• Expand the Tax Credit Subsidy to make insurance more affordable
  • Fix the “Family Glitch”, the problem when the employee has coverage from work, but the coverage for dependents is too expensive. This was determined to be a huge issue since 2014.
  • Provide funding for reinsurance on the state level. The states that have done this have shown real savings on insurance premiums.  We keep hoping Ohio would do this.  The funding would help.
  • Incentivize the states that haven’t expanded Medicaid to finally do this. This might be what it takes to get states like Kansas and Missouri across the finish line.
  • Money for outreach and advertising for the annual open enrollment
  • The Medicaid postpartum expansion
  • The government would be allowed to negotiate with the pharmaceutical companies over pricing. This was H.R. 3 passed earlier in the term.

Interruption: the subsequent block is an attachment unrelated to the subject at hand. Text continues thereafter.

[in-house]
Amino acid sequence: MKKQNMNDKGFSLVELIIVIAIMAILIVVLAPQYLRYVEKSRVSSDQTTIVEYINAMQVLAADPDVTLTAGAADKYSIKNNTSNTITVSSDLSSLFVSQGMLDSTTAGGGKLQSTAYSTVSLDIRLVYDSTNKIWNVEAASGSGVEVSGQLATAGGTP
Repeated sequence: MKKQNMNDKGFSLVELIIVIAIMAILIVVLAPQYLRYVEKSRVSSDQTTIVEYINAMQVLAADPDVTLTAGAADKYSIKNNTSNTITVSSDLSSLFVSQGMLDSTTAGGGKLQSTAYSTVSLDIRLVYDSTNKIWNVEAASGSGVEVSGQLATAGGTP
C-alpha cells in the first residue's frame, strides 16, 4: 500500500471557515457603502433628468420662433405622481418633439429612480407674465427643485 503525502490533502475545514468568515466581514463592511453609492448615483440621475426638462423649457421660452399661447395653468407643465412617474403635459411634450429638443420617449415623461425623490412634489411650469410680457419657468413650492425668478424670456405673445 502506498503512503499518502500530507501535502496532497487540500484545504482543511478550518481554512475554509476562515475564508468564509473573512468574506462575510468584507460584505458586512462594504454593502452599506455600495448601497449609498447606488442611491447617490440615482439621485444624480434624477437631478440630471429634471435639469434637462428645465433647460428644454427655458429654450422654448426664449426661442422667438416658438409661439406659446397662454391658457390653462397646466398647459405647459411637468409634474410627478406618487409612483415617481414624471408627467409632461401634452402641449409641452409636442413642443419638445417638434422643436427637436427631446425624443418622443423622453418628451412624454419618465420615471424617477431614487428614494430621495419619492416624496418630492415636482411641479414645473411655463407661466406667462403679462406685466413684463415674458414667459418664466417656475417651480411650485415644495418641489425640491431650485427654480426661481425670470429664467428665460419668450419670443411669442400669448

Those are some of the highlights.  Mr. Holt has his thoughts.  For a different perspective, you might also want to look at Katie Keith’s article in Health Affairs.  She is a touch more positive.  But whether you are in one camp or the other, an honest reading of H.R. 1425 is to see the beginning of a conversation, a path forward.  It is construction not destruction.  After 10 wasted years where little has been accomplished, wouldn’t it be great if the people we elected to help make our lives better focused on that job?  Health insurance, the way most Americans access and pay for care, is an issue for all of us.  I’d love to hear our Congressmen tell us that they are from the government and that they are here to help and mean it.